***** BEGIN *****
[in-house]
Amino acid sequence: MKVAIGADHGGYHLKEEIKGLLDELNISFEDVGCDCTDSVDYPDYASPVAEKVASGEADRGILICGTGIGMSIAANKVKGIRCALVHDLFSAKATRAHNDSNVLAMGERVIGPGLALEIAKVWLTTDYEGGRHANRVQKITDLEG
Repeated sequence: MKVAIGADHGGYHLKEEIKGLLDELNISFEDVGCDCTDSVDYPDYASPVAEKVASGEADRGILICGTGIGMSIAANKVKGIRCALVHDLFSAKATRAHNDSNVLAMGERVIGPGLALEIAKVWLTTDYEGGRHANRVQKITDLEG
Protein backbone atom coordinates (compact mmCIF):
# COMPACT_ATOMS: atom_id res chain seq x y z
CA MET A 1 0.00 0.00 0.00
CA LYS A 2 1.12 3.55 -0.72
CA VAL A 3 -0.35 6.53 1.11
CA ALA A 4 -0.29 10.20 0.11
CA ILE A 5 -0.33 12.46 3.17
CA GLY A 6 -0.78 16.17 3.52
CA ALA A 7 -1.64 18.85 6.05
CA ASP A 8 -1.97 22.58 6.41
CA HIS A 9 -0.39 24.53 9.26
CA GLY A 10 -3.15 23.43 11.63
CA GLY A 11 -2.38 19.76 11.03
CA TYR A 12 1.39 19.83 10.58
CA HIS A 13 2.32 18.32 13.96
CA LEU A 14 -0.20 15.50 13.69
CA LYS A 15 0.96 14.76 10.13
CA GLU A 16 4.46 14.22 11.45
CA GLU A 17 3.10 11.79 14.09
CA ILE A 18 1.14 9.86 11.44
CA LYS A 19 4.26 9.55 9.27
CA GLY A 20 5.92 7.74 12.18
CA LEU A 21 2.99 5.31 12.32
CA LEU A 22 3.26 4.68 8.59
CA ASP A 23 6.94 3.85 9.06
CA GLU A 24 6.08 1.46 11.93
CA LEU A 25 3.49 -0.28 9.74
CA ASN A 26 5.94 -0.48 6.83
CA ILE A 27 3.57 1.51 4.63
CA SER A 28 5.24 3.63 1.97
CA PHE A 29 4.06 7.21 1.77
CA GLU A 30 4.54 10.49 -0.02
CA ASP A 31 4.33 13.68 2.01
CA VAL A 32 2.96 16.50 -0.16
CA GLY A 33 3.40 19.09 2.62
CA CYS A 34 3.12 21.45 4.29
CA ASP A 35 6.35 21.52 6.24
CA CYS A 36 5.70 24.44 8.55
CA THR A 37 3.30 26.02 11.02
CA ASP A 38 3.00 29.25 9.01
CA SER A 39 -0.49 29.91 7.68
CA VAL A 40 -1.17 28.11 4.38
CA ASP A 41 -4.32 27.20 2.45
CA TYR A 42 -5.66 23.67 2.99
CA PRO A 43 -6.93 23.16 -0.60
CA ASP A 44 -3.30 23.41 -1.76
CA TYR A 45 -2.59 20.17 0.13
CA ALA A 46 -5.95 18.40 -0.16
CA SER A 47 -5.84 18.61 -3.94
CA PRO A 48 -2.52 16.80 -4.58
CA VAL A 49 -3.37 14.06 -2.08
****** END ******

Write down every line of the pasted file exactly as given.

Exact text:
[in-house]
Amino acid sequence: MKVAIGADHGGYHLKEEIKGLLDELNISFEDVGCDCTDSVDYPDYASPVAEKVASGEADRGILICGTGIGMSIAANKVKGIRCALVHDLFSAKATRAHNDSNVLAMGERVIGPGLALEIAKVWLTTDYEGGRHANRVQKITDLEG
Repeated sequence: MKVAIGADHGGYHLKEEIKGLLDELNISFEDVGCDCTDSVDYPDYASPVAEKVASGEADRGILICGTGIGMSIAANKVKGIRCALVHDLFSAKATRAHNDSNVLAMGERVIGPGLALEIAKVWLTTDYEGGRHANRVQKITDLEG
Protein backbone atom coordinates (compact mmCIF):
# COMPACT_ATOMS: atom_id res chain seq x y z
CA MET A 1 0.00 0.00 0.00
CA LYS A 2 1.12 3.55 -0.72
CA VAL A 3 -0.35 6.53 1.11
CA ALA A 4 -0.29 10.20 0.11
CA ILE A 5 -0.33 12.46 3.17
CA GLY A 6 -0.78 16.17 3.52
CA ALA A 7 -1.64 18.85 6.05
CA ASP A 8 -1.97 22.58 6.41
CA HIS A 9 -0.39 24.53 9.26
CA GLY A 10 -3.15 23.43 11.63
CA GLY A 11 -2.38 19.76 11.03
CA TYR A 12 1.39 19.83 10.58
CA HIS A 13 2.32 18.32 13.96
CA LEU A 14 -0.20 15.50 13.69
CA LYS A 15 0.96 14.76 10.13
CA GLU A 16 4.46 14.22 11.45
CA GLU A 17 3.10 11.79 14.09
CA ILE A 18 1.14 9.86 11.44
CA LYS A 19 4.26 9.55 9.27
CA GLY A 20 5.92 7.74 12.18
CA LEU A 21 2.99 5.31 12.32
CA LEU A 22 3.26 4.68 8.59
CA ASP A 23 6.94 3.85 9.06
CA GLU A 24 6.08 1.46 11.93
CA LEU A 25 3.49 -0.28 9.74
CA ASN A 26 5.94 -0.48 6.83
CA ILE A 27 3.57 1.51 4.63
CA SER A 28 5.24 3.63 1.97
CA PHE A 29 4.06 7.21 1.77
CA GLU A 30 4.54 10.49 -0.02
CA ASP A 31 4.33 13.68 2.01
CA VAL A 32 2.96 16.50 -0.16
CA GLY A 33 3.40 19.09 2.62
CA CYS A 34 3.12 21.45 4.29
CA ASP A 35 6.35 21.52 6.24
CA CYS A 36 5.70 24.44 8.55
CA THR A 37 3.30 26.02 11.02
CA ASP A 38 3.00 29.25 9.01
CA SER A 39 -0.49 29.91 7.68
CA VAL A 40 -1.17 28.11 4.38
CA ASP A 41 -4.32 27.20 2.45
CA TYR A 42 -5.66 23.67 2.99
CA PRO A 43 -6.93 23.16 -0.60
CA ASP A 44 -3.30 23.41 -1.76
CA TYR A 45 -2.59 20.17 0.13
CA ALA A 46 -5.95 18.40 -0.16
CA SER A 47 -5.84 18.61 -3.94
CA PRO A 48 -2.52 16.80 -4.58
CA VAL A 49 -3.37 14.06 -2.08